Choosing An Altimeter


The first thing you will want to consider is the maximum range of the altimeter.  For most hikers and backpackers, this is not critical.  But for climbers, a high altitude range is a necessity.  Here are a few general altitude references to help you decide what range of altimeter you need, based on your needs:
  • 0 to 2,000 ft (sea level to areas of general vegetation)
  • 2,000 to 4,000 ft (rolling hills, small mountains, foothill of large mountains)
  • 4,000 to 6,000 ft (mountainous areas)
  • 6,000 to 10,000 ft (high mountains)
  • 10,000 to 14,000 ft (very high mountains, decreasing vegetation)
  • 14,255 ft (the highest summit along the Rocky Mountains)
  • 29,028 ft (the height of Mt. Everest)


The accuracy can vary greatly from one altimeter to the next.  The old adage “You get what you pay for” usually works pretty well with altimeters – especially the analog altimeters.  Generally speaking, the bare minimum for acceptable accuracy is +/- 5 percent.  Anything less than +/- 1 percent is very good.  Not all manufacturers will publish accuracy ratings, but when they are available, we will definitely include them for your review.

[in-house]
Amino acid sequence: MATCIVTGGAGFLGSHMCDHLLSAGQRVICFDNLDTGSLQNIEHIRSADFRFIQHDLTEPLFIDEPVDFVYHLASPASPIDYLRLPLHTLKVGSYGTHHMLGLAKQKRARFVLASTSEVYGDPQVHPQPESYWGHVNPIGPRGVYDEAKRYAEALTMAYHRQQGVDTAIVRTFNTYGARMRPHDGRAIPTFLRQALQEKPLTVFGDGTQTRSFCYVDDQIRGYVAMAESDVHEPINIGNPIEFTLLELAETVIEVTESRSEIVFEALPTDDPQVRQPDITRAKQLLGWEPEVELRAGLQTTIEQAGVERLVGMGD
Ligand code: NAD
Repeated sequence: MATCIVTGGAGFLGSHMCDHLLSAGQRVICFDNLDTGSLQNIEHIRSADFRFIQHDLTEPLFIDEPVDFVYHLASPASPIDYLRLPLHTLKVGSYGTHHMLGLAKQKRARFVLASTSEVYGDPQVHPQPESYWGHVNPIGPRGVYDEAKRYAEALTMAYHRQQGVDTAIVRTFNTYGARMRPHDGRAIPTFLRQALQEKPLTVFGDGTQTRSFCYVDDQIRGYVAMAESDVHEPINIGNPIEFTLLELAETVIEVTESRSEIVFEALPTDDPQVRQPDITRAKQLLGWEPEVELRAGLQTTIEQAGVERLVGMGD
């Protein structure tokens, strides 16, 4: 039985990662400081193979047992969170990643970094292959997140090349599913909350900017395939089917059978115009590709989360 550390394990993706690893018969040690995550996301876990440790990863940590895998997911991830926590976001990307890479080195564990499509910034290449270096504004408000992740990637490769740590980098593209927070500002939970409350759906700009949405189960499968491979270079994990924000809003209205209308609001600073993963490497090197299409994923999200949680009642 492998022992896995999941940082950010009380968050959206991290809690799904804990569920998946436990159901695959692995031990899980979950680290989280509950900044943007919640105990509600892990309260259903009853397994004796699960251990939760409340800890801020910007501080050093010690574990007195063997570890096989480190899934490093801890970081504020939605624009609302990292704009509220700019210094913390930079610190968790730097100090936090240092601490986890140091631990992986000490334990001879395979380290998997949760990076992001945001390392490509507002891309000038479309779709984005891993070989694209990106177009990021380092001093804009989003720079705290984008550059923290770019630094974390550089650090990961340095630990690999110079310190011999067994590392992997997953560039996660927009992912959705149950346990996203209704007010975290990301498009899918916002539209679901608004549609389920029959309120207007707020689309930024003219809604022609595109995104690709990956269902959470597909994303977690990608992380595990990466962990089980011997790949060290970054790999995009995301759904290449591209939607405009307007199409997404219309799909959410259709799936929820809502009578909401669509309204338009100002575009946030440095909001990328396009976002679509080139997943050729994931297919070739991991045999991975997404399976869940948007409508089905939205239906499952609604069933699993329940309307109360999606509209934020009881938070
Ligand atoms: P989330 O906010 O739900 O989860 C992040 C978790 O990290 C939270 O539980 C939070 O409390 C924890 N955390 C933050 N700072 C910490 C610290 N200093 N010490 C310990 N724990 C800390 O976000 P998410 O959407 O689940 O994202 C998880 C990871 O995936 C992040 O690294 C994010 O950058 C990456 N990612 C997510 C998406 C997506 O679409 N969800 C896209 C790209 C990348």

What you are doing while you are using your altimeter will play a large part in deciding on which altimeter to purchase.  Depending on your application, some features may be more important to you.
  • Hands Free Use. If you need to have the current altitude and barometric trends at arm reach, even when you’re busy with your hands, you may want to consider a wristwatch version.  There are even wristwatch altimeters with additional functions such as a digital compass or heart rate monitor.
  • Backpacking. For typical hiking you may not need a wristwatch version, but as when packing for any length hike, size and weight always matter.
  • Data Trend Capture. If you want the altimeter to automatically track trends in barometric pressure or altitude, then you will definitely need an electronic altimeter of some sort.  Some electronic models even offer the option to download your logbook data to a personal computer.  
  • Battery Free. If you need to be in the wild for months on end, you’ll probably want an analog altimeter, so you don’t have to keep replacing batteries.  Although, to be honest, the battary life of a typical digital altimeter is usually measured in months, not days. 
  • Skydiving.  If you are skydiving, you will definitely want an altimeter designed for your task; one to quickly register altitude changes, clearly define the “danger”zone altitudes, and easy to read while your bloodstream is full of adrenaline.

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How an Altimeter Works / Predicting The Weather / Choosing An Altimeter / How To Use An Altimeter / Return Policy

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